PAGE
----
Google+ to Facebook: TMI!
“We do not believe in over-sharing,” he said at the Web 2.0 conference in San Francisco on Wednesday.
Gundotra may not have said “Facebook,” but his comments were aimed directly at the world’s No.1 social networking service, which recently introduced a so-called “frictionless sharing” feature in which a user can elect to have all their online activities – such as the names of the videos they’re watching and the songs they’re listening to – automatically broadcast to their friends.
“Curation matters,” Gundotra said. “There is a reason why every thought in your head does not come out of your mouth.”
Gundotra’s fledgling social network, Google+, has only a fraction of Facebook’s more than 750 million users. And many observers have wondered whether the world really needs Google+, given that it doesn’t do anything drastically different from Facebook.
With Facebook increasingly pushing the boundaries on the amount of personal information that people share online, Google may have found a soundbyte-ready raison d’etre (that is, in addition to the strategic rationale of preventing Facebook from eating Google’s lucrative online advertising business).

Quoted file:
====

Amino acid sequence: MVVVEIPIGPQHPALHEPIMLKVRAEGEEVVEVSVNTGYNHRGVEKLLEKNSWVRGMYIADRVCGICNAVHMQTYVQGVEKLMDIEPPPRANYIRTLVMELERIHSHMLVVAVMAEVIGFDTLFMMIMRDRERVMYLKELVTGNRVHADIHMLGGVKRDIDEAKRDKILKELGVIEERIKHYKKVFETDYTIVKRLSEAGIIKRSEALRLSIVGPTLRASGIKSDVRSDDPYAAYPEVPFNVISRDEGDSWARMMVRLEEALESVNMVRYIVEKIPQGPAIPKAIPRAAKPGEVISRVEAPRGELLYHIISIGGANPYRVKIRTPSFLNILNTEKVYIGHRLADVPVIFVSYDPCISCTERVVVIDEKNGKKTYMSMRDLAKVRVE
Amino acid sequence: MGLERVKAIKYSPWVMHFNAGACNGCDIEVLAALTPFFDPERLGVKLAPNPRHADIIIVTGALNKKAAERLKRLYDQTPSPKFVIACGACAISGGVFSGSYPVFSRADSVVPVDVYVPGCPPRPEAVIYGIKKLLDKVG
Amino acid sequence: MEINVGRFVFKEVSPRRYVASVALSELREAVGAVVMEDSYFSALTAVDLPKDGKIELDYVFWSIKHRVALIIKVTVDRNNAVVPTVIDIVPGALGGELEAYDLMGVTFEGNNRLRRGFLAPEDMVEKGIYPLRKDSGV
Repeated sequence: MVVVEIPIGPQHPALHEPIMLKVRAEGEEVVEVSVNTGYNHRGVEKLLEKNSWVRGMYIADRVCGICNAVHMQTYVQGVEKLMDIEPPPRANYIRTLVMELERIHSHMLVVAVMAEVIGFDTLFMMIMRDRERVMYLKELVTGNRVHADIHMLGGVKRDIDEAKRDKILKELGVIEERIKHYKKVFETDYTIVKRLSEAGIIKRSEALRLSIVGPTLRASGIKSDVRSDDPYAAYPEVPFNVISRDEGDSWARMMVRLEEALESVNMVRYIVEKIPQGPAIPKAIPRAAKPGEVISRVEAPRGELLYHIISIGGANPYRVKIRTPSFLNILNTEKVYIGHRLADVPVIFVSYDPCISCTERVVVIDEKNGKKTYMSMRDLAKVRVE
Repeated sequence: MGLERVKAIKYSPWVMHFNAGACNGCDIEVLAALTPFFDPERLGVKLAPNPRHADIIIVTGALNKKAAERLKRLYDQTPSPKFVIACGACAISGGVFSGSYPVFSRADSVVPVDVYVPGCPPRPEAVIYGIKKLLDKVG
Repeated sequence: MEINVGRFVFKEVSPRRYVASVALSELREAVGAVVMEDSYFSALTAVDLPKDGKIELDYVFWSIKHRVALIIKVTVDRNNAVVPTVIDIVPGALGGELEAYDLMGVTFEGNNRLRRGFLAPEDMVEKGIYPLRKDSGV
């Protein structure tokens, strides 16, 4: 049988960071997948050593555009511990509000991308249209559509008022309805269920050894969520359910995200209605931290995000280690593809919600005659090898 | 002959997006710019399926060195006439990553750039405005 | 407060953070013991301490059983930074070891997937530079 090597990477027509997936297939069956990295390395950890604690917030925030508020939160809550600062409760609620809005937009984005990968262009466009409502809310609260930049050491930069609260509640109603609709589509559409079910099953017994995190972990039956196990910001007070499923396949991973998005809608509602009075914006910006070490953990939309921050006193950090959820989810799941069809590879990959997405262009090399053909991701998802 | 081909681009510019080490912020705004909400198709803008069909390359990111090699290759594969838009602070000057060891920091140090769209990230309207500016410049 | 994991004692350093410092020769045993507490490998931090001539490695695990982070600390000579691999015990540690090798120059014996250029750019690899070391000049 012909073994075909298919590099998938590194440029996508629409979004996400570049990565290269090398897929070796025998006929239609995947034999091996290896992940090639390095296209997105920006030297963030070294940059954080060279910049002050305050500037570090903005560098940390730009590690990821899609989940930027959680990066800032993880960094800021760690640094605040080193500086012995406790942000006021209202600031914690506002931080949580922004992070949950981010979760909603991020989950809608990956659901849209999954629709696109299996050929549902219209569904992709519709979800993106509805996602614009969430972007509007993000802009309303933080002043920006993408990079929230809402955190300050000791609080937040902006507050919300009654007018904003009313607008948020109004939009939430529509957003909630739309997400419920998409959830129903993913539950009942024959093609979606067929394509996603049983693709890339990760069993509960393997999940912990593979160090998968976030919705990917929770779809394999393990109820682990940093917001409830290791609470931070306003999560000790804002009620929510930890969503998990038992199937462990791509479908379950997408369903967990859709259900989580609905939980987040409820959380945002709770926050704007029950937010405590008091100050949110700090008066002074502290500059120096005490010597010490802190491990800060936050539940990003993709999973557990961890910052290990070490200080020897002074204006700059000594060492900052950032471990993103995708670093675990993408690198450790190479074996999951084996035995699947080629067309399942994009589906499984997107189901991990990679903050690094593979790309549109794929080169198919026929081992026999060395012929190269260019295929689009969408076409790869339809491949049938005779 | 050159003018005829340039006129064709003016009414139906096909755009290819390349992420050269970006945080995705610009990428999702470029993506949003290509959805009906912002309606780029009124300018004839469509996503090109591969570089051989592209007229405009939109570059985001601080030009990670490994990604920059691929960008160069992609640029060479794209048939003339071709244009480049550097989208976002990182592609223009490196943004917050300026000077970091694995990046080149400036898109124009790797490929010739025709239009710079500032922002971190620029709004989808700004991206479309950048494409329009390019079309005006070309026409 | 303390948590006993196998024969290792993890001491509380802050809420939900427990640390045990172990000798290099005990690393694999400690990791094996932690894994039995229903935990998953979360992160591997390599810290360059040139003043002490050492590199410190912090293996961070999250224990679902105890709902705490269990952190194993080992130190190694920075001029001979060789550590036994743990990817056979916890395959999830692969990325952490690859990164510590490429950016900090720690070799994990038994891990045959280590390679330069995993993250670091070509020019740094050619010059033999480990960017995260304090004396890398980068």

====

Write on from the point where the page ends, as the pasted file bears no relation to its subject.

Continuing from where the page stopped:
“We want to do social in a way that is more like real life, where you actually take time to think about how you express your thoughts, your ideas,” Gundotra said.
Having just announced last week that Google+ has surpassed the 40 million user mark, Gundotra, who was joined on stage by Google co-founder Sergey Brin, had little to share in terms of statistics – especially when it came to any details about how active those 40 million users actually are on Google+.
But the pair did provide a few other interesting updates on the service.
Users of Google+ will soon be able to use pseudonyms, in addition to their real names, Gundotra said.
The company is still figuring out the best way to do that – so as to prevent creating an atmosphere in which trolls and creeps post inflammatory messages under cover of anonymity – but Google will eventually support alternative forms of identity for users of the service, Gundotra said.
He also said that “brand pages” will be available “imminently,” allowing businesses to hang a shingle on Google+ as they currently can on Facebook. And he said that Google, which derives 96 percent of its revenue from advertising, will not keep Google+ as an ad-free zone for much longer.
“We have some clever ideas we’ll be announcing shortly,” Gundotra said.